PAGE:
Wild deer management in the headlights


A recent National Workshop focusing on the future of wild deer in Australia has identified significant knowledge gaps that must be addressed to effectively manage this emerging national issue.

The proceedings of the two day workshop, which was held in Adelaide on 17-18 November 2016, have been published online. The workshop identified a need for cost-effective and socially acceptable wild deer management practices.

Dr David Forsyth, Research Officer with the NSW Department of Primary Industries and lead organiser of the National Deer Workshop, said that six introduced deer species occur in the wild in Australia, with all states and territories having at least one species.

“We are hearing reports of wild deer causing environmental, agricultural and social impacts, but the extent and importance of these impacts are not well understood.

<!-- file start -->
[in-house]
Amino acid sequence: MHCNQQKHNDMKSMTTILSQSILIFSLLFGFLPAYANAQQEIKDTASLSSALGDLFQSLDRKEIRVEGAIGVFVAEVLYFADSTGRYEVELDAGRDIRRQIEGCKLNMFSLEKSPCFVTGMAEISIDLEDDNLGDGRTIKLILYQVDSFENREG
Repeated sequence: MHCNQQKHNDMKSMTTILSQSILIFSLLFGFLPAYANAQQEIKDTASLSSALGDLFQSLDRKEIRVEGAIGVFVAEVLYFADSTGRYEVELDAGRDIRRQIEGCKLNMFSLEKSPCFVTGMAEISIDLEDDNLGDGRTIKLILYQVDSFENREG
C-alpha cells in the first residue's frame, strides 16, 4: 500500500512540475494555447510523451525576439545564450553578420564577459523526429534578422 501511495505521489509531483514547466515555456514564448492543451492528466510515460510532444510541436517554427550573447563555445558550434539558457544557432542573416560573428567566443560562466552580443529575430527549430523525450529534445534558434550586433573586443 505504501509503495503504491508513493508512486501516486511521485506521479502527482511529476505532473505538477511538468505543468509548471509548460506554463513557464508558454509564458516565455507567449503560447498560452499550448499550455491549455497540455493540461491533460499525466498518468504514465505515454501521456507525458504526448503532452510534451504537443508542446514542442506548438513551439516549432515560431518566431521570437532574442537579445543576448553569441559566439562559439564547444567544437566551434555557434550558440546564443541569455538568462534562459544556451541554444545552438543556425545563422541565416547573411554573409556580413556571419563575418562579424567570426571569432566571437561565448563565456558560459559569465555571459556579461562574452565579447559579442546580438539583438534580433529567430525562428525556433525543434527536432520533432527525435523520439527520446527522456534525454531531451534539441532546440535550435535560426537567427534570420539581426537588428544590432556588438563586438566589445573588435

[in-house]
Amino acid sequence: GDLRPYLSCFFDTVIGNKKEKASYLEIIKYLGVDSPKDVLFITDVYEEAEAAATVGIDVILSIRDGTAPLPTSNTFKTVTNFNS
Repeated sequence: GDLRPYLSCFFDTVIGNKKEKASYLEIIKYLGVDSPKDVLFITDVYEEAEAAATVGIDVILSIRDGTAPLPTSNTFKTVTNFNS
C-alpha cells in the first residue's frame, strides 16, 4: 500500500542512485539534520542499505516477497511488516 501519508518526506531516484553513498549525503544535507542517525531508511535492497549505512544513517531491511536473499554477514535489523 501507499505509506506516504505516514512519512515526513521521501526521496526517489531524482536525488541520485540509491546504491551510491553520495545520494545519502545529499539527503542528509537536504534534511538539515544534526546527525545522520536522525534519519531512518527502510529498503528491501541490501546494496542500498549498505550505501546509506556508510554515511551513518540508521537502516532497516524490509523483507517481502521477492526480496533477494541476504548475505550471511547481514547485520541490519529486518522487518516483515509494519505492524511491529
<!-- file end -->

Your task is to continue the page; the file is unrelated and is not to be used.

“The workshop outlined key national wild deer research and innovation priorities within the four themes of impacts, management tools and systems, monitoring deer distribution and abundance, and community engagement.

“Managing the impacts of wild deer is a national problem and it is hoped that these proceedings will assist agencies with prioritising funding and resources to better understand and minimise the impacts of wild deer in Australia,” Dr Forsyth said.

The workshop proceedings outlined the following as significant gaps which need to be addressed:
Better information on wild deer impacts is required, particularly on agriculture.

  • Most cost-effective and socially acceptable ways to monitor and manage wild deer in Australia are needed.
  • Further develop current and potential tools for controlling wild deer.
  • Better understand how recreational hunters can reduce the impacts of wild deer.
  • Develop better tools for monitoring the distributions and abundances of wild deer..
  • Understand where wild deer will spread to in the coming decades.

The full deer proceedings can be found at – www.pestsmart.org.au/2016-national-workshop-deer-management-proceedings

Image: Red deer, image taken by Peter Tremain